But actually, in B1G1, it's really about making people really feel human and then tap into their natural sense of caring, because every person actually cares about something, whether it's their family, or a community, or some people who are disadvantaged.
And so, with that, it's not difficult to inspire people to join. But once people join and businesses join us, then it's our responsibility to also make sure that integrating effective giving is as a simple, easy, and meaningful as possible, so that they will actually succeed and continue to do so.
Maiko Schaffrath 26:14
Wow. One thing I'm wondering about, obviously, let's talk about some of the challenges of building a platform like this and your entrepreneurial journey with that. One thing I'm curious about you supporting 500 different types of making an impact, from feeding children, to providing education, to mental health support, to a lot of different things.
There's probably no way you can be an expert at all of these things, and you have partners to make that impact. But how do you go about selecting the most effective way of having an impact? How do you select a partner, charity partner, that can actually use the money in a very effective way and what's your process with that? Because you're not just trying to do one thing. You're trying to do a lot of different things and have to obviously understand-
Masami Sato 27:09
Maiko Schaffrath 27:09
What does it mean to be effective?
Masami Sato 27:12
That's true. That thing is, sometimes, even with the greatest intentions of organizations, even how amazing the idea is, in all sorts of contexts and situations and circumstances, things may not work out the way things were intended as well. We all experienced this with the pandemic recently that with all the preparedness, all the technology, all of the things that some societies had, we all became very, very vulnerable, and we all made mistakes, and we all learned from it.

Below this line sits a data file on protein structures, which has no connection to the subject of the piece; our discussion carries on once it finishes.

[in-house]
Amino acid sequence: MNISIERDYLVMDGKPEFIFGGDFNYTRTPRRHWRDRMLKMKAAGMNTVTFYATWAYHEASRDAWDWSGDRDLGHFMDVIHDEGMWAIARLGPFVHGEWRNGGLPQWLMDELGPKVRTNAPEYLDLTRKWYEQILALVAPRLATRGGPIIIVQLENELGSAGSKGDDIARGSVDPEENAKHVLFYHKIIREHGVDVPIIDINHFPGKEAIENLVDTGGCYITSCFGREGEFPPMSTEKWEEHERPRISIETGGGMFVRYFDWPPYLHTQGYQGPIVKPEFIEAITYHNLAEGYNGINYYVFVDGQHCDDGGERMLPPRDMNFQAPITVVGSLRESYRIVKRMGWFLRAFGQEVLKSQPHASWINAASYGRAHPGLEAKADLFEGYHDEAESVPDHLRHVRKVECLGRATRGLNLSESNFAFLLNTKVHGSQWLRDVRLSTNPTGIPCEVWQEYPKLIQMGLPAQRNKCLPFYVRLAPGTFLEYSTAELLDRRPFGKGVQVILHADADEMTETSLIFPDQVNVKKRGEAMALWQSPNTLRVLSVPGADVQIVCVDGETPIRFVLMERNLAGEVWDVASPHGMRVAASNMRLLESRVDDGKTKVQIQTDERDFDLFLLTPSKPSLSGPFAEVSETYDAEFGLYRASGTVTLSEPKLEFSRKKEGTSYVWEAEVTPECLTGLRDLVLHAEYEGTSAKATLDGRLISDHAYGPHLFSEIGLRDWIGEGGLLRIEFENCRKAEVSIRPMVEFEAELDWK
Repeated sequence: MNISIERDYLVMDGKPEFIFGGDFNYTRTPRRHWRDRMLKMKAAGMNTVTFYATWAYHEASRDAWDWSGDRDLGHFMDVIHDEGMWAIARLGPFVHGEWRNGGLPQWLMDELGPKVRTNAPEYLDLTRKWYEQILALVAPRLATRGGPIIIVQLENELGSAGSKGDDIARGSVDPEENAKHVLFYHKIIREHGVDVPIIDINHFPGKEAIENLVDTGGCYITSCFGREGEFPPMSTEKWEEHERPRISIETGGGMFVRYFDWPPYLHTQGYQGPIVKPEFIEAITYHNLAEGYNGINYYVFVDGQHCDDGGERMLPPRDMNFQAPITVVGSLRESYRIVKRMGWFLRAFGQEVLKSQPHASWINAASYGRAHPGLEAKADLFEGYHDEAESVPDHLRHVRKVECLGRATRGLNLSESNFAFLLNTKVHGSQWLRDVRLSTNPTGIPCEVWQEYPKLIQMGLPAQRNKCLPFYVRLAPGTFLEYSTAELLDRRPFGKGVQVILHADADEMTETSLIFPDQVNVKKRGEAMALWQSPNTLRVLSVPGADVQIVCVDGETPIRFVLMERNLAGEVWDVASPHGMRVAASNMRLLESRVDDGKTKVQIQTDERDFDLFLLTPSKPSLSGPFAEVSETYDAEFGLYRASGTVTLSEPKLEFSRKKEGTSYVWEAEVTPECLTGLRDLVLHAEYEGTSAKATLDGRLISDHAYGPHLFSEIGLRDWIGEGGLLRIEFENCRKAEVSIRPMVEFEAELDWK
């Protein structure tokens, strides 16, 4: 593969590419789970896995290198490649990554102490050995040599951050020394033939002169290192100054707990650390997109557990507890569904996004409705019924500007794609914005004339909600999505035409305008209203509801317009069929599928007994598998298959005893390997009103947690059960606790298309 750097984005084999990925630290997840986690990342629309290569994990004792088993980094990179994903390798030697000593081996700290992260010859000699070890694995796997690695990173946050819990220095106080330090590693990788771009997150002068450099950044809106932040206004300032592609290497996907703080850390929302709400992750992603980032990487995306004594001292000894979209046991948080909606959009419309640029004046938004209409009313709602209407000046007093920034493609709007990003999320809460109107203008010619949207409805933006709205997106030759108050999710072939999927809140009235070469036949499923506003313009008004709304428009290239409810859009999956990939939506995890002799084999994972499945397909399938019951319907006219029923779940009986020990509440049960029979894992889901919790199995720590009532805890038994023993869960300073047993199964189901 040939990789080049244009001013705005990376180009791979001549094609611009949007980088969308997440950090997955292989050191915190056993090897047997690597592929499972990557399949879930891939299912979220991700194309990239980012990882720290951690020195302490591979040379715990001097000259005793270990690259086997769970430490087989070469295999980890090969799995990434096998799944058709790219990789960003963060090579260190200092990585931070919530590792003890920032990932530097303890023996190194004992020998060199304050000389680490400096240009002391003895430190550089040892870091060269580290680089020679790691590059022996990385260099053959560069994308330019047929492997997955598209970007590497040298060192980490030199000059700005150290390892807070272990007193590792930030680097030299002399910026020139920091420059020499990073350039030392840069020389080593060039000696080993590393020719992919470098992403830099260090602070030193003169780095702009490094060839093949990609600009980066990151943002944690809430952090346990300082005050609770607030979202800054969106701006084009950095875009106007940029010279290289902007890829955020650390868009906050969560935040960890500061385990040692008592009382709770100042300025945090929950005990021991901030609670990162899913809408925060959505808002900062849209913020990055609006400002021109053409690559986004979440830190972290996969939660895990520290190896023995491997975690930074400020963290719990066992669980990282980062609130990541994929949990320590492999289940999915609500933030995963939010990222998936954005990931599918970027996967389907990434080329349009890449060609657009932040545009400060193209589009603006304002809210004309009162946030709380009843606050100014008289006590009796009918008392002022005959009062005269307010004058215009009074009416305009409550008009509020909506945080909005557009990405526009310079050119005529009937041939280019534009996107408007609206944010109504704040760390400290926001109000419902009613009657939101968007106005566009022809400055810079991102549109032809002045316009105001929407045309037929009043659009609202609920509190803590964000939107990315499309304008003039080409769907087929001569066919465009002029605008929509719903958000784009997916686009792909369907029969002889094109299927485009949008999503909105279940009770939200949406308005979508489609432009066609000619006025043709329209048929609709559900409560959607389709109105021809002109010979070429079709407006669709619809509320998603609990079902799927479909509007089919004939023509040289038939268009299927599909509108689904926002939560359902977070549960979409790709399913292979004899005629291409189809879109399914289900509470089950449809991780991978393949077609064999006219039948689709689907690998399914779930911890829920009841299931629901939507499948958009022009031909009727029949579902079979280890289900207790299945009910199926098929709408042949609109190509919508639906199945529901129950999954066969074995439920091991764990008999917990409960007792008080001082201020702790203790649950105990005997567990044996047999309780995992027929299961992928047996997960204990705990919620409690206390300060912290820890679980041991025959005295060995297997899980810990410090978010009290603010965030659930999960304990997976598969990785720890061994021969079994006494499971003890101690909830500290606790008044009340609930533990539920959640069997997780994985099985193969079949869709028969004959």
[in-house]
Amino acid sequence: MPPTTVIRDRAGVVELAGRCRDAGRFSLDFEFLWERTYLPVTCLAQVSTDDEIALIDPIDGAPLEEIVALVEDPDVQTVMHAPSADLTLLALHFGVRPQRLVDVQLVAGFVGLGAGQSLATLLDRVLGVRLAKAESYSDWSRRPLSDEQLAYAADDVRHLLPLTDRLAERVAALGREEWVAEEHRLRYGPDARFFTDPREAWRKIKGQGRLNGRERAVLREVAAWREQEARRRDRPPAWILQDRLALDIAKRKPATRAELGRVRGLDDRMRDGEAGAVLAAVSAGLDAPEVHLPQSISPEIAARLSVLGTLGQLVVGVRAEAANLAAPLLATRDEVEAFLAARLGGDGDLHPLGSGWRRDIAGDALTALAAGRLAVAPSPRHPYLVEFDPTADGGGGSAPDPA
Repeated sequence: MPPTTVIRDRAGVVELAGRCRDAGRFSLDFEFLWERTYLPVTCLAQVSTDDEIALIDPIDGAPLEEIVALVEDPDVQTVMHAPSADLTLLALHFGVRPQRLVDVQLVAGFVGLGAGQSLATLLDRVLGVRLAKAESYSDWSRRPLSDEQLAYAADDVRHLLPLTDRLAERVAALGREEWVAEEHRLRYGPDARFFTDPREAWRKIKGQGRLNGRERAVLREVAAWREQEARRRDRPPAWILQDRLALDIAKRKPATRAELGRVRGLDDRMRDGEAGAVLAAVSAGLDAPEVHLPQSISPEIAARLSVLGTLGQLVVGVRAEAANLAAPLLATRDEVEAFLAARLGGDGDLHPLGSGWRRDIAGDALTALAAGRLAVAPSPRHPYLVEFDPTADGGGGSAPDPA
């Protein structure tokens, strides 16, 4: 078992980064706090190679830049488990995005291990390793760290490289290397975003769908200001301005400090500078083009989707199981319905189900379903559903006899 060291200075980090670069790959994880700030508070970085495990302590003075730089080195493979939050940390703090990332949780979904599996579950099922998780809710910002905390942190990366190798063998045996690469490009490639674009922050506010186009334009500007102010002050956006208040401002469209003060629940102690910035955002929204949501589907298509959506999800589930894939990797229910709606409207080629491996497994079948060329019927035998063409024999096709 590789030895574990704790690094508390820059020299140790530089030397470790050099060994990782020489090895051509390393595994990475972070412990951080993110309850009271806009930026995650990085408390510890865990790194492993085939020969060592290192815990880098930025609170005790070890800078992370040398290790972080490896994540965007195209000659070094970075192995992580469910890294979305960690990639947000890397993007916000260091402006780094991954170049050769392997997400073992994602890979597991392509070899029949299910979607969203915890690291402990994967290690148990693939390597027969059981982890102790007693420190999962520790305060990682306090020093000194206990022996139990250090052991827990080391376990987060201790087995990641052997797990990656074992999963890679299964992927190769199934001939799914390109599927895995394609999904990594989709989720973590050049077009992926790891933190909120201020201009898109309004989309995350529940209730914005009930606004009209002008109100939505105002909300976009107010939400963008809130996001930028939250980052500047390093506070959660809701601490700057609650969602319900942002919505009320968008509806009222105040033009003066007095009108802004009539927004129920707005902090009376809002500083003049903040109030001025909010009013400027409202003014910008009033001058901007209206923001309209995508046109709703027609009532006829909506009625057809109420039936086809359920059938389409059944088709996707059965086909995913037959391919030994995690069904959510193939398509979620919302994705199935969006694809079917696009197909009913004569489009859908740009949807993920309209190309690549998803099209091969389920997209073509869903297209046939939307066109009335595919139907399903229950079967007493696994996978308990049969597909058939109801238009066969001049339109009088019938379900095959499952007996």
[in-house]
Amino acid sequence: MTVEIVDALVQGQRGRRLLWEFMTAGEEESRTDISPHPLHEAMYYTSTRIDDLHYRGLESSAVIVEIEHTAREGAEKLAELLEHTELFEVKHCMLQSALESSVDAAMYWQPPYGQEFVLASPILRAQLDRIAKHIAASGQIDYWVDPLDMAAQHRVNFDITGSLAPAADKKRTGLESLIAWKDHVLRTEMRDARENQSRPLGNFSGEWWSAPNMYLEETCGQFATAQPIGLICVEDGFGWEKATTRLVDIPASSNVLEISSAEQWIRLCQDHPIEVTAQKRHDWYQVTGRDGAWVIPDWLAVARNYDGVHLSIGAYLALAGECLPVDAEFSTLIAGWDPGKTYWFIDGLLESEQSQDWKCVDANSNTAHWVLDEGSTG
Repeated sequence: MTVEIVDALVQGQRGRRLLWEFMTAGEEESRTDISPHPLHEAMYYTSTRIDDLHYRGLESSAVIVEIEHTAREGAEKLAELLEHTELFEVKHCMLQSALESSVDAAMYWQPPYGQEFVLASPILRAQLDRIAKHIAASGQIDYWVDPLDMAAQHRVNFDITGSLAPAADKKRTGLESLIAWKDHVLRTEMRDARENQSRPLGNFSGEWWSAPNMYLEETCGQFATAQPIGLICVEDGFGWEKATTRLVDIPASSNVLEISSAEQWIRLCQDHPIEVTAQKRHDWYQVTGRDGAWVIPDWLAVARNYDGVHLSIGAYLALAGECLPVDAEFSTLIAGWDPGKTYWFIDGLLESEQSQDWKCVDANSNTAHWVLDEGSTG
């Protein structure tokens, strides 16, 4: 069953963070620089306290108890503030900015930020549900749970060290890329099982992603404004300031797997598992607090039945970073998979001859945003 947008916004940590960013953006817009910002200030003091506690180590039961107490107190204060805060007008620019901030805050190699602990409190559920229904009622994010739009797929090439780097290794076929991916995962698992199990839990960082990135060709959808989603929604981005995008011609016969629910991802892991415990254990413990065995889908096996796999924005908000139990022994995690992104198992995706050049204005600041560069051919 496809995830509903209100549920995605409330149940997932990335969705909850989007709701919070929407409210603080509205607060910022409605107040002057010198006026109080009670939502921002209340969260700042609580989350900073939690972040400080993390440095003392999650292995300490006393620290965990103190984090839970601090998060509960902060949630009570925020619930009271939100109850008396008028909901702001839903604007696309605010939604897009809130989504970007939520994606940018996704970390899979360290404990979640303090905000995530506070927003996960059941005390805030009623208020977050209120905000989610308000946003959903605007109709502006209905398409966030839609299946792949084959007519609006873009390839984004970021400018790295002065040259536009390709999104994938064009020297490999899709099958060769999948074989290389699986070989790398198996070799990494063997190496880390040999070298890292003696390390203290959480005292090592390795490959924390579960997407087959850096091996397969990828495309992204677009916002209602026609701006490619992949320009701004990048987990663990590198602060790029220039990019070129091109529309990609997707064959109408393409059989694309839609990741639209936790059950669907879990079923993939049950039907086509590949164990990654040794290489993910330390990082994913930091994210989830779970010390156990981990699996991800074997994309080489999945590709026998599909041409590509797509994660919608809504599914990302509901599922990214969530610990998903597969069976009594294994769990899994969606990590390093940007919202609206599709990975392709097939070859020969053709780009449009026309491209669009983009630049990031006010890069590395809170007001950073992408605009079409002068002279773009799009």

So, assuming that, actually, that this is a learning journey, what we need to set as a common ground is criteria for organizations to join us, such as the track record, how many years they've done this, and what kind of financial reporting that they can provide, so that at least we actually do have the benchmark in terms of the governance, and transparency, and effectiveness over the years.
But then, what happens is then we bring them on board, and we work with them to break down their project and list them, then we just need to continue to monitor how their projects are performing in two ways.
One is how much support that they're receiving from the B1G1 community, because we want to make sure that all the projects receive a reasonable amount of support, so that they can use that to do more of what they are doing. So, if we brought this project and nobody is interested in this project, then that's a little bit of problem. So, that's one side.
And then, another part is also their ongoing development. Each year, we will actually connect with them and then talk about the how their project is making progress, and we will collect all of the financials and updates along the way to see whether that project is sustainable, and then at the same time, not necessarily way overfunded as well, because in the beginning, the problem was more about how to raise enough money for the causes.